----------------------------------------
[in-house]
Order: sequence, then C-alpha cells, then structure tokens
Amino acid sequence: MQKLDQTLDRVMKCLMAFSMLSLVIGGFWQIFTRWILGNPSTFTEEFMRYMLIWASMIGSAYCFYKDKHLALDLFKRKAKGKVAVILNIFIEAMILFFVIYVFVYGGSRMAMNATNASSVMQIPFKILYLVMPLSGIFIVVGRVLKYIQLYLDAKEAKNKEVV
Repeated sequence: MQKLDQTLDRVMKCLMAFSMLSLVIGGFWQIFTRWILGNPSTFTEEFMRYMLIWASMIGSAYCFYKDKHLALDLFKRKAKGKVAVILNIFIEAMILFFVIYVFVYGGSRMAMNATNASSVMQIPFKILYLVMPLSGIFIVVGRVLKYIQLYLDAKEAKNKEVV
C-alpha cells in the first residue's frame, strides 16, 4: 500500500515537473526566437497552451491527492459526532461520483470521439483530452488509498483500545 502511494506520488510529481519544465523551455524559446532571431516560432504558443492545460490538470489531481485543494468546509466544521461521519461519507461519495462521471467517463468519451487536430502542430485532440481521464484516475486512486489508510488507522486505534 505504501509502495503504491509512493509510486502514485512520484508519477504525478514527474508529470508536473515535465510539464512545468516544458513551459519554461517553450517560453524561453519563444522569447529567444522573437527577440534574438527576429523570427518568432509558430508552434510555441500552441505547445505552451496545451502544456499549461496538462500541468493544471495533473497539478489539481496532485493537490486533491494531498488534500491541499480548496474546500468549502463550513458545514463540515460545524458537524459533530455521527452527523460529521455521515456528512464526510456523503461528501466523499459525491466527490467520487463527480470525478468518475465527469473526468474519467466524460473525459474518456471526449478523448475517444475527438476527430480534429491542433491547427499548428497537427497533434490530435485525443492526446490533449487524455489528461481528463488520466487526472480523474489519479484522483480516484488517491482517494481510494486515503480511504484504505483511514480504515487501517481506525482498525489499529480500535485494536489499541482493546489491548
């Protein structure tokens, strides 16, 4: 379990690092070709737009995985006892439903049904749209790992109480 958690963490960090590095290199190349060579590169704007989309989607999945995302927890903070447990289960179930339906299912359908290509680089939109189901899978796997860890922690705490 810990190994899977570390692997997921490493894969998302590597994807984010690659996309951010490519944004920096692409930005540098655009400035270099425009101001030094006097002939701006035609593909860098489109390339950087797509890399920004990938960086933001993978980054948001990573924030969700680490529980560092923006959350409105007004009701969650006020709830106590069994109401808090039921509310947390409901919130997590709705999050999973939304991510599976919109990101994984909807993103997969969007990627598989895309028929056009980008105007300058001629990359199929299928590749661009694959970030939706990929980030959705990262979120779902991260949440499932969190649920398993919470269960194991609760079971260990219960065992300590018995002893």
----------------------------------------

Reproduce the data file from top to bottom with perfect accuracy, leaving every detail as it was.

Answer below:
[in-house]
Order: sequence, then C-alpha cells, then structure tokens
Amino acid sequence: MQKLDQTLDRVMKCLMAFSMLSLVIGGFWQIFTRWILGNPSTFTEEFMRYMLIWASMIGSAYCFYKDKHLALDLFKRKAKGKVAVILNIFIEAMILFFVIYVFVYGGSRMAMNATNASSVMQIPFKILYLVMPLSGIFIVVGRVLKYIQLYLDAKEAKNKEVV
Repeated sequence: MQKLDQTLDRVMKCLMAFSMLSLVIGGFWQIFTRWILGNPSTFTEEFMRYMLIWASMIGSAYCFYKDKHLALDLFKRKAKGKVAVILNIFIEAMILFFVIYVFVYGGSRMAMNATNASSVMQIPFKILYLVMPLSGIFIVVGRVLKYIQLYLDAKEAKNKEVV
C-alpha cells in the first residue's frame, strides 16, 4: 500500500515537473526566437497552451491527492459526532461520483470521439483530452488509498483500545 502511494506520488510529481519544465523551455524559446532571431516560432504558443492545460490538470489531481485543494468546509466544521461521519461519507461519495462521471467517463468519451487536430502542430485532440481521464484516475486512486489508510488507522486505534 505504501509502495503504491509512493509510486502514485512520484508519477504525478514527474508529470508536473515535465510539464512545468516544458513551459519554461517553450517560453524561453519563444522569447529567444522573437527577440534574438527576429523570427518568432509558430508552434510555441500552441505547445505552451496545451502544456499549461496538462500541468493544471495533473497539478489539481496532485493537490486533491494531498488534500491541499480548496474546500468549502463550513458545514463540515460545524458537524459533530455521527452527523460529521455521515456528512464526510456523503461528501466523499459525491466527490467520487463527480470525478468518475465527469473526468474519467466524460473525459474518456471526449478523448475517444475527438476527430480534429491542433491547427499548428497537427497533434490530435485525443492526446490533449487524455489528461481528463488520466487526472480523474489519479484522483480516484488517491482517494481510494486515503480511504484504505483511514480504515487501517481506525482498525489499529480500535485494536489499541482493546489491548
């Protein structure tokens, strides 16, 4: 379990690092070709737009995985006892439903049904749209790992109480 958690963490960090590095290199190349060579590169704007989309989607999945995302927890903070447990289960179930339906299912359908290509680089939109189901899978796997860890922690705490 810990190994899977570390692997997921490493894969998302590597994807984010690659996309951010490519944004920096692409930005540098655009400035270099425009101001030094006097002939701006035609593909860098489109390339950087797509890399920004990938960086933001993978980054948001990573924030969700680490529980560092923006959350409105007004009701969650006020709830106590069994109401808090039921509310947390409901919130997590709705999050999973939304991510599976919109990101994984909807993103997969969007990627598989895309028929056009980008105007300058001629990359199929299928590749661009694959970030939706990929980030959705990262979120779902991260949440499932969190649920398993919470269960194991609760079971260990219960065992300590018995002893």